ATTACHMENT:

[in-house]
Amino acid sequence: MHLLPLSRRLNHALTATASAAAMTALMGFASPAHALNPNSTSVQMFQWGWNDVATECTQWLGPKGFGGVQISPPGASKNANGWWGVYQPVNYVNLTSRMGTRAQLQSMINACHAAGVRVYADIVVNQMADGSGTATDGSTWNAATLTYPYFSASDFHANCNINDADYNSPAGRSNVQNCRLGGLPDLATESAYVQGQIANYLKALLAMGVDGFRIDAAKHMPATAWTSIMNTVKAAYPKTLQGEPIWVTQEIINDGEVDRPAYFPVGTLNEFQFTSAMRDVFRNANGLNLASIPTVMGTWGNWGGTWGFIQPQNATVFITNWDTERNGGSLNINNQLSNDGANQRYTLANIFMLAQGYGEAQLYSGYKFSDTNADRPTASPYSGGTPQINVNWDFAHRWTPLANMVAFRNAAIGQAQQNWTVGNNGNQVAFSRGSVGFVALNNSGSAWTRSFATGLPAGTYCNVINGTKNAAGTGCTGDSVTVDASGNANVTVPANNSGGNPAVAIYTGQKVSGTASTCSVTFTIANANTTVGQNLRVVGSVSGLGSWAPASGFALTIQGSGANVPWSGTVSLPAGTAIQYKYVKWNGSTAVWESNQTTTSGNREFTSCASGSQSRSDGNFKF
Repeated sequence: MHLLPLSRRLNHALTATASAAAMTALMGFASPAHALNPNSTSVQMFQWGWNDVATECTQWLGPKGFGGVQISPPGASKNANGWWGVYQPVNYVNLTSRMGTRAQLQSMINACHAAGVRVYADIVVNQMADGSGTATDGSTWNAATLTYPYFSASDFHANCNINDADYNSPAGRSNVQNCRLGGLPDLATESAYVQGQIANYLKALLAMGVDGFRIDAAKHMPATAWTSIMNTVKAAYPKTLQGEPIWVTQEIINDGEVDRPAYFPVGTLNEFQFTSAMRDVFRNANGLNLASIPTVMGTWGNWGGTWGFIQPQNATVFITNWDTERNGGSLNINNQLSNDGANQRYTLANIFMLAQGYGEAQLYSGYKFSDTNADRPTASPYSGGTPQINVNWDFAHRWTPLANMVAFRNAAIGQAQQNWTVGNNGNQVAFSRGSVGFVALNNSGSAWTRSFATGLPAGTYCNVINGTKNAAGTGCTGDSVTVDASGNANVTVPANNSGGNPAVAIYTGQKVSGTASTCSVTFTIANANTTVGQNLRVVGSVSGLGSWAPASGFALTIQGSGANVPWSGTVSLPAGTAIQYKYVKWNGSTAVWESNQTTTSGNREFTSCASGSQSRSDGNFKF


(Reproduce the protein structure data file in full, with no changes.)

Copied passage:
[in-house]
Amino acid sequence: MHLLPLSRRLNHALTATASAAAMTALMGFASPAHALNPNSTSVQMFQWGWNDVATECTQWLGPKGFGGVQISPPGASKNANGWWGVYQPVNYVNLTSRMGTRAQLQSMINACHAAGVRVYADIVVNQMADGSGTATDGSTWNAATLTYPYFSASDFHANCNINDADYNSPAGRSNVQNCRLGGLPDLATESAYVQGQIANYLKALLAMGVDGFRIDAAKHMPATAWTSIMNTVKAAYPKTLQGEPIWVTQEIINDGEVDRPAYFPVGTLNEFQFTSAMRDVFRNANGLNLASIPTVMGTWGNWGGTWGFIQPQNATVFITNWDTERNGGSLNINNQLSNDGANQRYTLANIFMLAQGYGEAQLYSGYKFSDTNADRPTASPYSGGTPQINVNWDFAHRWTPLANMVAFRNAAIGQAQQNWTVGNNGNQVAFSRGSVGFVALNNSGSAWTRSFATGLPAGTYCNVINGTKNAAGTGCTGDSVTVDASGNANVTVPANNSGGNPAVAIYTGQKVSGTASTCSVTFTIANANTTVGQNLRVVGSVSGLGSWAPASGFALTIQGSGANVPWSGTVSLPAGTAIQYKYVKWNGSTAVWESNQTTTSGNREFTSCASGSQSRSDGNFKF
Repeated sequence: MHLLPLSRRLNHALTATASAAAMTALMGFASPAHALNPNSTSVQMFQWGWNDVATECTQWLGPKGFGGVQISPPGASKNANGWWGVYQPVNYVNLTSRMGTRAQLQSMINACHAAGVRVYADIVVNQMADGSGTATDGSTWNAATLTYPYFSASDFHANCNINDADYNSPAGRSNVQNCRLGGLPDLATESAYVQGQIANYLKALLAMGVDGFRIDAAKHMPATAWTSIMNTVKAAYPKTLQGEPIWVTQEIINDGEVDRPAYFPVGTLNEFQFTSAMRDVFRNANGLNLASIPTVMGTWGNWGGTWGFIQPQNATVFITNWDTERNGGSLNINNQLSNDGANQRYTLANIFMLAQGYGEAQLYSGYKFSDTNADRPTASPYSGGTPQINVNWDFAHRWTPLANMVAFRNAAIGQAQQNWTVGNNGNQVAFSRGSVGFVALNNSGSAWTRSFATGLPAGTYCNVINGTKNAAGTGCTGDSVTVDASGNANVTVPANNSGGNPAVAIYTGQKVSGTASTCSVTFTIANANTTVGQNLRVVGSVSGLGSWAPASGFALTIQGSGANVPWSGTVSLPAGTAIQYKYVKWNGSTAVWESNQTTTSGNREFTSCASGSQSRSDGNFKF